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From the singular mind of horror master Rob Zombie (HALLOWEEN) comes a chilling plunge into a nightmare world where evil runs in the blood. Heidi (Sheri Moon Zombie of HALLOWEEN), a radio station DJ living in Salem, Massachusetts, receives a strange wooden box containing a record, a “gift from the Lords.” Upon listening, the bizarre sounds within the grooves immediately trigger flashbacks of the town’s violent past. Is Heidi going mad, or have the LORDS OF SALEM returned for revenge. Also starring: Ken Foree (DAWN OF THE DEAD), Meg Foster (MASTER OF THE UNIVERSE, THEY LIVE), Patricia Quinn (THE ROCKY HORROR PICTURE SHOW), Dee Wallace (E.T.), and Bruce Davison (X-MEN).
Rotten Tomatoes Movie Reviews
- Reviews Counted: 58
- Fresh: 26
- Rotten: 32
- Average Rating: 5.3/10
Top Critics' Reviews
Rotten: Considerable care goes into establishing the premise, but the film eventually abandons psychological subtlety for hallucinatory garishness, which is too bad.
Rotten: Some of this looks cool enough, but most of it's just silly satanic mumbo jumbo that's not particularly scary.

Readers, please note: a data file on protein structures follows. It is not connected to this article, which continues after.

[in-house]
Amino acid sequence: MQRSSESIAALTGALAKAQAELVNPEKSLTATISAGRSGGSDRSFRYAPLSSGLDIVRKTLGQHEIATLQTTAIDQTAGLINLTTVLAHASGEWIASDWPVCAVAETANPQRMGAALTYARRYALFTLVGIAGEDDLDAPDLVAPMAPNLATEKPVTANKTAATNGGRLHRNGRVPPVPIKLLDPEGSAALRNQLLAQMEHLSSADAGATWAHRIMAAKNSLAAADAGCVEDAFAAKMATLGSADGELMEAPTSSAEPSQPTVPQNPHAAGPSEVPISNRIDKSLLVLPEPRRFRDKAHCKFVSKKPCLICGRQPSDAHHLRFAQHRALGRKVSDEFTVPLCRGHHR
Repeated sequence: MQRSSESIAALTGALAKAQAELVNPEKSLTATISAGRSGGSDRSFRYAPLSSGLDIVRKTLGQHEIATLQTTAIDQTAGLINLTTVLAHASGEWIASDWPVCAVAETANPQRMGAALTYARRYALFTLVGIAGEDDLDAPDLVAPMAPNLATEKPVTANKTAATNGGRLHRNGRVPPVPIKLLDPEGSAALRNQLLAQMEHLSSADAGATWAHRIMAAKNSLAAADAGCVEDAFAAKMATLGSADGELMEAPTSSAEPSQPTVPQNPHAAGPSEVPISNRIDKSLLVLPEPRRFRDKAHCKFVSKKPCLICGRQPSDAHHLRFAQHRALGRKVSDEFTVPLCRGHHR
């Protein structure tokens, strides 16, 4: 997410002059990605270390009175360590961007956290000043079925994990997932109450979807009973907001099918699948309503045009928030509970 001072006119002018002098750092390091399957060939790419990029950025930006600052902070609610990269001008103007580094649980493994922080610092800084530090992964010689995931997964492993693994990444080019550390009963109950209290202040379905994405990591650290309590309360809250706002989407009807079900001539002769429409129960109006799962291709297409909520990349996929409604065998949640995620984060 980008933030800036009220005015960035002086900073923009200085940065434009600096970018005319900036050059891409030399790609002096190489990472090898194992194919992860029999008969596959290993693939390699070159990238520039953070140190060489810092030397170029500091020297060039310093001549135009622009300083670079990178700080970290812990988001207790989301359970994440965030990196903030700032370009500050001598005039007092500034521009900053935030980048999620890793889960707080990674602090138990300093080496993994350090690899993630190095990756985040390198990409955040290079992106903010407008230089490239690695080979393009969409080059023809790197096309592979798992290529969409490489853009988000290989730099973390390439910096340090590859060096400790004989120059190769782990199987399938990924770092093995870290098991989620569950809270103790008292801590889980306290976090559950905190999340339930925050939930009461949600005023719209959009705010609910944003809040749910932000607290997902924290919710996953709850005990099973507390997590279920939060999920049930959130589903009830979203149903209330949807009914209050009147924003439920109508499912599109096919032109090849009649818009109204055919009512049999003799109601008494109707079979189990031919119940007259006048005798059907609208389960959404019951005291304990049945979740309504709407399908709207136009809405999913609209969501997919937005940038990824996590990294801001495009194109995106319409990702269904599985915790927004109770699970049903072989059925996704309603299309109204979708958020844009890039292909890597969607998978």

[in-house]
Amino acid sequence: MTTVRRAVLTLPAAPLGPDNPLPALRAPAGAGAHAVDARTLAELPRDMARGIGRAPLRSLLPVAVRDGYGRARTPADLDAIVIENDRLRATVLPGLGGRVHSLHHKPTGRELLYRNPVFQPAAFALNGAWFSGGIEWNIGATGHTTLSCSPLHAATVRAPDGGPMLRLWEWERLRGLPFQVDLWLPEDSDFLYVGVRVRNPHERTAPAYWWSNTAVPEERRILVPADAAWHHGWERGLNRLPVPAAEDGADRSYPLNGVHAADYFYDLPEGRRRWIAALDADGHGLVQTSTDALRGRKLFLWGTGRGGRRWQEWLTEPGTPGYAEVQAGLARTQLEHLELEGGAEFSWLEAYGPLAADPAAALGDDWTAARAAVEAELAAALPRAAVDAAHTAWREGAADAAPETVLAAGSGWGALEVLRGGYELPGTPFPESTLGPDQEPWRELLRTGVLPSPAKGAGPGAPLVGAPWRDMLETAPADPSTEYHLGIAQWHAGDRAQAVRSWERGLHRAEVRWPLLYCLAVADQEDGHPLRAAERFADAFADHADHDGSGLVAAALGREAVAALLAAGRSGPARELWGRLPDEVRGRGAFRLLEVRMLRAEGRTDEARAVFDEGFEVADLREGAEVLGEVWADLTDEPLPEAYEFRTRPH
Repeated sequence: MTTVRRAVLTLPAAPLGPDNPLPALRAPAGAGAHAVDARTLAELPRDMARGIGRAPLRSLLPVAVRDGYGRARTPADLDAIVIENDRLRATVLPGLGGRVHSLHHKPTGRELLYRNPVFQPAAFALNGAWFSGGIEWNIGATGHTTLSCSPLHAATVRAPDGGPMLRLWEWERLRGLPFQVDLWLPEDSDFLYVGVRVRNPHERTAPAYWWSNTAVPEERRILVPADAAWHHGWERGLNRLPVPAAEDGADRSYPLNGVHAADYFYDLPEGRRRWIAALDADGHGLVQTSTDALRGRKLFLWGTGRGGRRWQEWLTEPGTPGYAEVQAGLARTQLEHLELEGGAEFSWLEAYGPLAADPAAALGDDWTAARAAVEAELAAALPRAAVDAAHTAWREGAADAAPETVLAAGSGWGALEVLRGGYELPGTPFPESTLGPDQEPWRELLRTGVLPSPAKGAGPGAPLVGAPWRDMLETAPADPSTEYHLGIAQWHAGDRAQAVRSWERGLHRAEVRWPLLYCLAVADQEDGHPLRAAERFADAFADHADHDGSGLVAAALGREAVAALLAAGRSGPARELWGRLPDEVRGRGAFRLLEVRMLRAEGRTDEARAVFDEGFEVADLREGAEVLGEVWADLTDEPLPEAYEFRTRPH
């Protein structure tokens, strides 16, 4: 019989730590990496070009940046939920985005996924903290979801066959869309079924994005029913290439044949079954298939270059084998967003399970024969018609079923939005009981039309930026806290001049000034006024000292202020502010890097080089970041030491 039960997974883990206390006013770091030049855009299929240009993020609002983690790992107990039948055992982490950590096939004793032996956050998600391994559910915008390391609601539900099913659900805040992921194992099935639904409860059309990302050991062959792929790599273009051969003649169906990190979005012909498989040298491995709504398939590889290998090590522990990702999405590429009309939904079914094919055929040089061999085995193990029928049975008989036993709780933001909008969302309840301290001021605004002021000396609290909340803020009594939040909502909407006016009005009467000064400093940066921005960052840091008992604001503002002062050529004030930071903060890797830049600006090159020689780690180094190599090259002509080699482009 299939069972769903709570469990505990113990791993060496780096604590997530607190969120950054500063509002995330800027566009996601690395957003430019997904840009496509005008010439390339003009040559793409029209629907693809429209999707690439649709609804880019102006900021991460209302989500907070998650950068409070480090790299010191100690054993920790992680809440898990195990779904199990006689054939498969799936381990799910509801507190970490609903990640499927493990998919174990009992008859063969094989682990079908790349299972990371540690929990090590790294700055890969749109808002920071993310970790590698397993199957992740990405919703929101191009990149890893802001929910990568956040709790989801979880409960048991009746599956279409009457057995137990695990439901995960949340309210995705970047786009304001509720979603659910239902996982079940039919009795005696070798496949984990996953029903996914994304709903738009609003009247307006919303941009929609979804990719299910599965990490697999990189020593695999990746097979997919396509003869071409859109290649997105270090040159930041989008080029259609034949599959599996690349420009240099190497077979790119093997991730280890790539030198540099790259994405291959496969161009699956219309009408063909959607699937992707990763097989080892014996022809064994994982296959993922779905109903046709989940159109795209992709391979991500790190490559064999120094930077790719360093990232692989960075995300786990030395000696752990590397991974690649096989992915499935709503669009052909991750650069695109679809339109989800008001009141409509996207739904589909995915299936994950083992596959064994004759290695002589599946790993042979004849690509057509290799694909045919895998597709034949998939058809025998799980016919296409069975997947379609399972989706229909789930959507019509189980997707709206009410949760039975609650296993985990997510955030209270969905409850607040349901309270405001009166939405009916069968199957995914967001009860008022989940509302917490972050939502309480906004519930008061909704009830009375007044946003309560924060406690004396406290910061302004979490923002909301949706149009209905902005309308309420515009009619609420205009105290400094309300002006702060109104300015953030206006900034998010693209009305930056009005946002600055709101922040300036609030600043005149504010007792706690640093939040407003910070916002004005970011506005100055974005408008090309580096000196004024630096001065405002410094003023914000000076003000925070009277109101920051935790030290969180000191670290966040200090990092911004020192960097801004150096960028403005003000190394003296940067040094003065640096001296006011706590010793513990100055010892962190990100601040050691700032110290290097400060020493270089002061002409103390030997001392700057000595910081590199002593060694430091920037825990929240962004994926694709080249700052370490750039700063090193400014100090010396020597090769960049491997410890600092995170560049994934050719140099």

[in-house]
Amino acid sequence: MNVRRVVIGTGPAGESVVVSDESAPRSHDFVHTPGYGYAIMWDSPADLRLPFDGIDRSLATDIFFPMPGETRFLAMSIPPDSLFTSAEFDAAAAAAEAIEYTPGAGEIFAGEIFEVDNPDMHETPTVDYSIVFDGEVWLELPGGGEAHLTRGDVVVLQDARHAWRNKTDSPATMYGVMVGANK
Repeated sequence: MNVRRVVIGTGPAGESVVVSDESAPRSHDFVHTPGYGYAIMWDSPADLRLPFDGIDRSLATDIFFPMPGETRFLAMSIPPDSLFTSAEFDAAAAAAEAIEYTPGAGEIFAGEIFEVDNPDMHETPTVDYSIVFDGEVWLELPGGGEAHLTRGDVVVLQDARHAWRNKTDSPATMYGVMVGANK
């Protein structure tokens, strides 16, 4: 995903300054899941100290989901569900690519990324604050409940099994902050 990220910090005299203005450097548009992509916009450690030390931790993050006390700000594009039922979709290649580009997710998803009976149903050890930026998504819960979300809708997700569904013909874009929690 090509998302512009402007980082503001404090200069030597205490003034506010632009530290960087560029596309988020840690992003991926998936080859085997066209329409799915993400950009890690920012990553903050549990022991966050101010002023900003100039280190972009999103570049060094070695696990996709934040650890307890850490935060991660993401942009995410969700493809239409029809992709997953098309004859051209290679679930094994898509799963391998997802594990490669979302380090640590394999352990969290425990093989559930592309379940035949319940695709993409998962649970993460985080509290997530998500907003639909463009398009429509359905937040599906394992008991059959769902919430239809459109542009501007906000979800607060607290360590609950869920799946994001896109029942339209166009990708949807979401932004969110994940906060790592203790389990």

Fresh: "The Lords of Salem" will make you feel bad. But it's supposed to.
Fresh: Although it eventually descends into silliness, this creepily atmospheric effort delivers some effective scares along the way.
Quite the Freakshow
I was extremely excited for this movie when I first saw the trailer, so I had high expectations going into it. And although it delivers some pretty good scares and has amazing cinematography, I was a little disappointed due to the fact that I just wanted to see more. More of the witches, more of the characters, and mostly, more scares. One thing I didn't particularly like was that there are a few scares in the movie that don't really make sense, like the scares that make you say to yourself, "what was that and why did it happen?" I'm usually ok with things not making perfect sense in horror movies (because that's what normally makes them scary), but when a movie relies on keeping things unexplained throughout the entire movie, that's when I start to lose hype. Or maybe I just didn't catch something. But The Lords of Salem is an insanely freaky movie, especially at the end when things start going crazy. I thoroughly enjoyed this movie, and I highly recommend it if you're looking for something a little different.
ROB ZOMBIE'S MOST DIVISIVE HORROR FILM YET